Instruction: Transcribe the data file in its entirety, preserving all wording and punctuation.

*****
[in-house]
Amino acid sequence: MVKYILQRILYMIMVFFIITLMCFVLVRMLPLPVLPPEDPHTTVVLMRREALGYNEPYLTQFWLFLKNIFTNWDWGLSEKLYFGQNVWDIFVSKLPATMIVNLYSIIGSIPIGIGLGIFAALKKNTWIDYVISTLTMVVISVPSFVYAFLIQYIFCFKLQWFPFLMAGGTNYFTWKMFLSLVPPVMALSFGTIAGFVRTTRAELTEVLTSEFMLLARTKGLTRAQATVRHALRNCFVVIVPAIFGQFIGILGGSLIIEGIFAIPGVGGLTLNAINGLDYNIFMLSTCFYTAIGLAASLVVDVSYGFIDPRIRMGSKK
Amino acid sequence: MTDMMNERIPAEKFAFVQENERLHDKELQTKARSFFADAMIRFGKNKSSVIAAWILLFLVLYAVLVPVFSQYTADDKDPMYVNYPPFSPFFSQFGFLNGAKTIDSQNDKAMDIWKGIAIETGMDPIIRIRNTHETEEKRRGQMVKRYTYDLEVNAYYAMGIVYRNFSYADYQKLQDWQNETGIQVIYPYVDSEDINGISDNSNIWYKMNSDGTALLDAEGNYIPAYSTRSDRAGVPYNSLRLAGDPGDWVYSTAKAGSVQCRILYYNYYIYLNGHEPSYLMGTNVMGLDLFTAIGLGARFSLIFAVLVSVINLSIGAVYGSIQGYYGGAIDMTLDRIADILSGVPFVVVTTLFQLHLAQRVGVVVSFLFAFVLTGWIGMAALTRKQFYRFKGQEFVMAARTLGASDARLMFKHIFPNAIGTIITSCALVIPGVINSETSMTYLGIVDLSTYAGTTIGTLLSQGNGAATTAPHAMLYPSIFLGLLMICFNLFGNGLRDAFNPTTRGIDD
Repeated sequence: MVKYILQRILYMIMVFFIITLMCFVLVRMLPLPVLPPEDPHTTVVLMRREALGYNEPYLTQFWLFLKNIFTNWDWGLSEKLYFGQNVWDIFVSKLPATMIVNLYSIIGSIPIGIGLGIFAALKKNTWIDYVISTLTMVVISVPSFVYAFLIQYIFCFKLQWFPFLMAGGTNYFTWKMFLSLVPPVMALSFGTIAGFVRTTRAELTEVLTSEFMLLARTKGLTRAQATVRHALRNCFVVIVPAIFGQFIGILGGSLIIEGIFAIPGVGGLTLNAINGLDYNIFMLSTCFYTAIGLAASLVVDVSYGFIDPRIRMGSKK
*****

[in-house]
Amino acid sequence: MVKYILQRILYMIMVFFIITLMCFVLVRMLPLPVLPPEDPHTTVVLMRREALGYNEPYLTQFWLFLKNIFTNWDWGLSEKLYFGQNVWDIFVSKLPATMIVNLYSIIGSIPIGIGLGIFAALKKNTWIDYVISTLTMVVISVPSFVYAFLIQYIFCFKLQWFPFLMAGGTNYFTWKMFLSLVPPVMALSFGTIAGFVRTTRAELTEVLTSEFMLLARTKGLTRAQATVRHALRNCFVVIVPAIFGQFIGILGGSLIIEGIFAIPGVGGLTLNAINGLDYNIFMLSTCFYTAIGLAASLVVDVSYGFIDPRIRMGSKK
Amino acid sequence: MTDMMNERIPAEKFAFVQENERLHDKELQTKARSFFADAMIRFGKNKSSVIAAWILLFLVLYAVLVPVFSQYTADDKDPMYVNYPPFSPFFSQFGFLNGAKTIDSQNDKAMDIWKGIAIETGMDPIIRIRNTHETEEKRRGQMVKRYTYDLEVNAYYAMGIVYRNFSYADYQKLQDWQNETGIQVIYPYVDSEDINGISDNSNIWYKMNSDGTALLDAEGNYIPAYSTRSDRAGVPYNSLRLAGDPGDWVYSTAKAGSVQCRILYYNYYIYLNGHEPSYLMGTNVMGLDLFTAIGLGARFSLIFAVLVSVINLSIGAVYGSIQGYYGGAIDMTLDRIADILSGVPFVVVTTLFQLHLAQRVGVVVSFLFAFVLTGWIGMAALTRKQFYRFKGQEFVMAARTLGASDARLMFKHIFPNAIGTIITSCALVIPGVINSETSMTYLGIVDLSTYAGTTIGTLLSQGNGAATTAPHAMLYPSIFLGLLMICFNLFGNGLRDAFNPTTRGIDD
Repeated sequence: MVKYILQRILYMIMVFFIITLMCFVLVRMLPLPVLPPEDPHTTVVLMRREALGYNEPYLTQFWLFLKNIFTNWDWGLSEKLYFGQNVWDIFVSKLPATMIVNLYSIIGSIPIGIGLGIFAALKKNTWIDYVISTLTMVVISVPSFVYAFLIQYIFCFKLQWFPFLMAGGTNYFTWKMFLSLVPPVMALSFGTIAGFVRTTRAELTEVLTSEFMLLARTKGLTRAQATVRHALRNCFVVIVPAIFGQFIGILGGSLIIEGIFAIPGVGGLTLNAINGLDYNIFMLSTCFYTAIGLAASLVVDVSYGFIDPRIRMGSKK